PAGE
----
Front matter and Introduction - Journal of the Sydney Society for Scottish History, Volume 9 (2001)


  • Malcolm D. Broun


Historians, amateur and professional, famous and infamous, fall into a number of categories. One group, that Edward Gibbon identifies as philosophical historians, tends to derive from historical events an understanding of moral and political philosophical questions. Historical events are seen as illustrations of philosophic truths. Another seem to be attempting merely to record facts without drawing any philosophical inferences or political truths from them. Then there are those who are trying to advance some particular argument, support some political or moral position, or advance some current cause by reference to the past. One historian will argue for the folly, pointlessness and viciousness of war. Another will argue for the nobility, self-sacrifice and grandeur of war. One will argue for the civilising and beneficial effects of the Roman or British Empire. Another will argue for the oppressions and injustices of the Roman or British Empire. One will argue for the optimism of steady human progress. Another would delight in showing how human behaviour has not improved much over thousands of years.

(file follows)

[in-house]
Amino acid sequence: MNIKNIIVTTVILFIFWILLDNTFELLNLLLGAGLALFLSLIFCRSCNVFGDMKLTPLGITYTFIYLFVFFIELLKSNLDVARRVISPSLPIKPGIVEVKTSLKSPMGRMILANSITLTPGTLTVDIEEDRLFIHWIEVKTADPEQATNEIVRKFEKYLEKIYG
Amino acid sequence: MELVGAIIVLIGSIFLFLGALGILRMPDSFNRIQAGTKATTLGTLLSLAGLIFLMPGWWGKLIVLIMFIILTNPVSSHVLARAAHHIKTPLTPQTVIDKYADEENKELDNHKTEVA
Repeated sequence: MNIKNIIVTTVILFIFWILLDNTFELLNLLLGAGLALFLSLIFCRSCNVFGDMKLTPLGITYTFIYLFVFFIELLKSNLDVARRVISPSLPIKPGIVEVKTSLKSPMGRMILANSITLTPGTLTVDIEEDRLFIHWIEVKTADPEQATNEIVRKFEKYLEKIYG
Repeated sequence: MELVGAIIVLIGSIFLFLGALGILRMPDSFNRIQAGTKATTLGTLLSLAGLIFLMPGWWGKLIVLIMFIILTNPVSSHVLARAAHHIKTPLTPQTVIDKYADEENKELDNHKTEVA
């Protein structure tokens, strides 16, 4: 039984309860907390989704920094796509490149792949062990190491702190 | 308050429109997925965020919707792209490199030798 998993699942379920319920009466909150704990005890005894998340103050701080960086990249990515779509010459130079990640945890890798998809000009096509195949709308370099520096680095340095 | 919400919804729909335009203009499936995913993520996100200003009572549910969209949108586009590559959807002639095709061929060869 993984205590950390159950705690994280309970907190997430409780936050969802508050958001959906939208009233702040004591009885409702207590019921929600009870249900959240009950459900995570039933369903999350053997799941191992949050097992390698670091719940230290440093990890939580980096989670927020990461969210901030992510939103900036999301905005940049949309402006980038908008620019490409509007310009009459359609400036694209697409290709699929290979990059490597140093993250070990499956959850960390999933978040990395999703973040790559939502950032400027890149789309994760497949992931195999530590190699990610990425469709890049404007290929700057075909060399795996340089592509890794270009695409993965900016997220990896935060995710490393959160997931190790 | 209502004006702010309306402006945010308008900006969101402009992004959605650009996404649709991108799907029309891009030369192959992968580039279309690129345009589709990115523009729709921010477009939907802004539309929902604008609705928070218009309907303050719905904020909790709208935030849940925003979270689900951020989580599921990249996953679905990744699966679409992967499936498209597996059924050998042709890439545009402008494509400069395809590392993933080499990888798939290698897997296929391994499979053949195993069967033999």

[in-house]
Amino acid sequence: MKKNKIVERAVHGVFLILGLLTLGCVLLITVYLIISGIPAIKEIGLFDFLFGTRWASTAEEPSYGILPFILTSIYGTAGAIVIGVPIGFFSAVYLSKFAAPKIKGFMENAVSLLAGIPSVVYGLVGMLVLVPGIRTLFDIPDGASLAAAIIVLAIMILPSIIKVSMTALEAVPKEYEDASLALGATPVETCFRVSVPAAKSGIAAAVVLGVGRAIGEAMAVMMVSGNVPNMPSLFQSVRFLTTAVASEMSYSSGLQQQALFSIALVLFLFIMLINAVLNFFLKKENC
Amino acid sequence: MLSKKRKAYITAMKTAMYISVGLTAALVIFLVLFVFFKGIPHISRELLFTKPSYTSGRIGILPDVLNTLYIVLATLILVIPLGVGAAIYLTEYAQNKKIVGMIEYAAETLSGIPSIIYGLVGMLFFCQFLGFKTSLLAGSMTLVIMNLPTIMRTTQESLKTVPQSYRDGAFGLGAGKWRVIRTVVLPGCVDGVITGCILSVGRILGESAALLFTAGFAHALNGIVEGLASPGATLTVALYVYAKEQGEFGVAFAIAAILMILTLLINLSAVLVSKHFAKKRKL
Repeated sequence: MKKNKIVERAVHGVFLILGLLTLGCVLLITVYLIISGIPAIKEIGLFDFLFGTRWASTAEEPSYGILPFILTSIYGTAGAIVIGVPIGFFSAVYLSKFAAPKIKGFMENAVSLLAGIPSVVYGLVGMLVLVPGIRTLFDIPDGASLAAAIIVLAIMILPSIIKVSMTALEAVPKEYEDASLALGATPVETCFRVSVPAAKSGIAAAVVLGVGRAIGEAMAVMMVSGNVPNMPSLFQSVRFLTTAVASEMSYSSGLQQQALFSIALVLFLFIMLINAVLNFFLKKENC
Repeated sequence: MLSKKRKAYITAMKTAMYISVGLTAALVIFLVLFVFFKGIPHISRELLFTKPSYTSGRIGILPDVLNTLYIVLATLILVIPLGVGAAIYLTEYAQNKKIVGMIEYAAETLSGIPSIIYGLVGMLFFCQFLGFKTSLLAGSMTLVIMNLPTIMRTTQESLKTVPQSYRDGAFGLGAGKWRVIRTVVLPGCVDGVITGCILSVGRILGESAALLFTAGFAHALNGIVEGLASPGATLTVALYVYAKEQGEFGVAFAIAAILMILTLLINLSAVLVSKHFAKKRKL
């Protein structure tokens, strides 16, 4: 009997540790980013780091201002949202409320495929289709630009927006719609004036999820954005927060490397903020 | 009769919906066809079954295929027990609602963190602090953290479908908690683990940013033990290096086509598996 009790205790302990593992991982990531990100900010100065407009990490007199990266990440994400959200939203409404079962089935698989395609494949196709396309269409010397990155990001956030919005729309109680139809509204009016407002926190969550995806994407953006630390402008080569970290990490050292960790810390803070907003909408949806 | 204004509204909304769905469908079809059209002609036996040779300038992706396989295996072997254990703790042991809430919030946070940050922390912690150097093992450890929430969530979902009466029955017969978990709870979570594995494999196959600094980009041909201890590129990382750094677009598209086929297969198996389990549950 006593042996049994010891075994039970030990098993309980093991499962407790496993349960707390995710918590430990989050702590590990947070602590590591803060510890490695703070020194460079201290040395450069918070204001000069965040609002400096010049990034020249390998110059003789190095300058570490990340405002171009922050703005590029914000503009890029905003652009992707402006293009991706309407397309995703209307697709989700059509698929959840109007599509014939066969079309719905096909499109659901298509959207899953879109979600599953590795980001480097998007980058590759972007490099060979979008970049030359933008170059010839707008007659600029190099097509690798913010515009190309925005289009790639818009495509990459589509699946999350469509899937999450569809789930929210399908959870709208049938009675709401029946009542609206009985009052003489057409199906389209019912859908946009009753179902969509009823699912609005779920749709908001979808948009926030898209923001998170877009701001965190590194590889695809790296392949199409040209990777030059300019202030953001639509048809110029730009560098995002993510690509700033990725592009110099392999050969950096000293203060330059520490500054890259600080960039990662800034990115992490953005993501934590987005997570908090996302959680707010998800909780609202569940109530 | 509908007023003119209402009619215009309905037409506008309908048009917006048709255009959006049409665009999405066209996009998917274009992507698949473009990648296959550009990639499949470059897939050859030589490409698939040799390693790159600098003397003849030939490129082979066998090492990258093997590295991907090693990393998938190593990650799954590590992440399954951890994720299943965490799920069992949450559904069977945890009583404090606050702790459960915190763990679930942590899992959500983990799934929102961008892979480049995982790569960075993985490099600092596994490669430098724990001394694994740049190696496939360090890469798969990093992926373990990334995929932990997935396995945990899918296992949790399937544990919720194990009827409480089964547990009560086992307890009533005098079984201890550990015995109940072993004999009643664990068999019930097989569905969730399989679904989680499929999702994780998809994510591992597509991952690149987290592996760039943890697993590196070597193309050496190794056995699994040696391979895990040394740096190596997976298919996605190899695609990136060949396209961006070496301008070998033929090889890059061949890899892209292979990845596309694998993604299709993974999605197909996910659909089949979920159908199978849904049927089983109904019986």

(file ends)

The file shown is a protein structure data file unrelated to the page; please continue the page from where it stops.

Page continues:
Author Biography

Malcolm D. Broun